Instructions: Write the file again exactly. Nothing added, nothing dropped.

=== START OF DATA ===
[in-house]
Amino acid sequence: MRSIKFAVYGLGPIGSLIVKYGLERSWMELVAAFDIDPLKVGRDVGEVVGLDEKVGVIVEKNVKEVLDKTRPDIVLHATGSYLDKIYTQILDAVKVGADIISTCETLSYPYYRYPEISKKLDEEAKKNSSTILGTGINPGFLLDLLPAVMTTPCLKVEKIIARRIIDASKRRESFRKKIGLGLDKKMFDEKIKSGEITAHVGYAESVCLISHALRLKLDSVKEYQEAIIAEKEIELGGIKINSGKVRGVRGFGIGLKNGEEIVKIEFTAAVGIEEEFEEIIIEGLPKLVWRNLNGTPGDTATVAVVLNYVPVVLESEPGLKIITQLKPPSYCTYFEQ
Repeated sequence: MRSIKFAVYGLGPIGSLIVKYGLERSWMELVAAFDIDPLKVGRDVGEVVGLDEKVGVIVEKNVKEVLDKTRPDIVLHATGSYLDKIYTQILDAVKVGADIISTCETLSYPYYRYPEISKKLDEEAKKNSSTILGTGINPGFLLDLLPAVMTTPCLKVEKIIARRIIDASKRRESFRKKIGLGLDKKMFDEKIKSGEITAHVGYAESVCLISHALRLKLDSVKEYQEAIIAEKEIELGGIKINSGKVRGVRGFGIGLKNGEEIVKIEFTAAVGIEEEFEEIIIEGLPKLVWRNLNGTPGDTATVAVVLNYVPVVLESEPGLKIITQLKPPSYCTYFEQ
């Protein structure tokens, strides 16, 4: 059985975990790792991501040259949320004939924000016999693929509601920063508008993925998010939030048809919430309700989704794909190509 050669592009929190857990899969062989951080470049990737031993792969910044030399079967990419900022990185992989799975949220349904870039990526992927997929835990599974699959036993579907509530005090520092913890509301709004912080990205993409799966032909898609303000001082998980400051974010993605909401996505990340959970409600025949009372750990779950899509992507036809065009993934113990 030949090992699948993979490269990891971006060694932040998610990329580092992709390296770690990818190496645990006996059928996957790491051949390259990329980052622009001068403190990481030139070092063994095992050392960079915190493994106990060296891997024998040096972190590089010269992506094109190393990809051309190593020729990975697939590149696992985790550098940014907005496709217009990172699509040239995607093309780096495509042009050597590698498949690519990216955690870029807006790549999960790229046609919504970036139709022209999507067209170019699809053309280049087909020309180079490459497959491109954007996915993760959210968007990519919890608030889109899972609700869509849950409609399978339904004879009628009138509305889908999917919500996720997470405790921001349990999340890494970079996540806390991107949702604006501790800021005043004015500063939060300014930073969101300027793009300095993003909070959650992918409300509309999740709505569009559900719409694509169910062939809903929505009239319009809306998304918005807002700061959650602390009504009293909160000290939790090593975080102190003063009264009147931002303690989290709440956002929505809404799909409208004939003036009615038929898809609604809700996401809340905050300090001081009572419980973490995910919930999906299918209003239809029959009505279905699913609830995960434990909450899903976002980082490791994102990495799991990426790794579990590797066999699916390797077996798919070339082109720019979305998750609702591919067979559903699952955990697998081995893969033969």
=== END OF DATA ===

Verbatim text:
[in-house]
Amino acid sequence: MRSIKFAVYGLGPIGSLIVKYGLERSWMELVAAFDIDPLKVGRDVGEVVGLDEKVGVIVEKNVKEVLDKTRPDIVLHATGSYLDKIYTQILDAVKVGADIISTCETLSYPYYRYPEISKKLDEEAKKNSSTILGTGINPGFLLDLLPAVMTTPCLKVEKIIARRIIDASKRRESFRKKIGLGLDKKMFDEKIKSGEITAHVGYAESVCLISHALRLKLDSVKEYQEAIIAEKEIELGGIKINSGKVRGVRGFGIGLKNGEEIVKIEFTAAVGIEEEFEEIIIEGLPKLVWRNLNGTPGDTATVAVVLNYVPVVLESEPGLKIITQLKPPSYCTYFEQ
Repeated sequence: MRSIKFAVYGLGPIGSLIVKYGLERSWMELVAAFDIDPLKVGRDVGEVVGLDEKVGVIVEKNVKEVLDKTRPDIVLHATGSYLDKIYTQILDAVKVGADIISTCETLSYPYYRYPEISKKLDEEAKKNSSTILGTGINPGFLLDLLPAVMTTPCLKVEKIIARRIIDASKRRESFRKKIGLGLDKKMFDEKIKSGEITAHVGYAESVCLISHALRLKLDSVKEYQEAIIAEKEIELGGIKINSGKVRGVRGFGIGLKNGEEIVKIEFTAAVGIEEEFEEIIIEGLPKLVWRNLNGTPGDTATVAVVLNYVPVVLESEPGLKIITQLKPPSYCTYFEQ
């Protein structure tokens, strides 16, 4: 059985975990790792991501040259949320004939924000016999693929509601920063508008993925998010939030048809919430309700989704794909190509 050669592009929190857990899969062989951080470049990737031993792969910044030399079967990419900022990185992989799975949220349904870039990526992927997929835990599974699959036993579907509530005090520092913890509301709004912080990205993409799966032909898609303000001082998980400051974010993605909401996505990340959970409600025949009372750990779950899509992507036809065009993934113990 030949090992699948993979490269990891971006060694932040998610990329580092992709390296770690990818190496645990006996059928996957790491051949390259990329980052622009001068403190990481030139070092063994095992050392960079915190493994106990060296891997024998040096972190590089010269992506094109190393990809051309190593020729990975697939590149696992985790550098940014907005496709217009990172699509040239995607093309780096495509042009050597590698498949690519990216955690870029807006790549999960790229046609919504970036139709022209999507067209170019699809053309280049087909020309180079490459497959491109954007996915993760959210968007990519919890608030889109899972609700869509849950409609399978339904004879009628009138509305889908999917919500996720997470405790921001349990999340890494970079996540806390991107949702604006501790800021005043004015500063939060300014930073969101300027793009300095993003909070959650992918409300509309999740709505569009559900719409694509169910062939809903929505009239319009809306998304918005807002700061959650602390009504009293909160000290939790090593975080102190003063009264009147931002303690989290709440956002929505809404799909409208004939003036009615038929898809609604809700996401809340905050300090001081009572419980973490995910919930999906299918209003239809029959009505279905699913609830995960434990909450899903976002980082490791994102990495799991990426790794579990590797066999699916390797077996798919070339082109720019979305998750609702591919067979559903699952955990697998081995893969033969």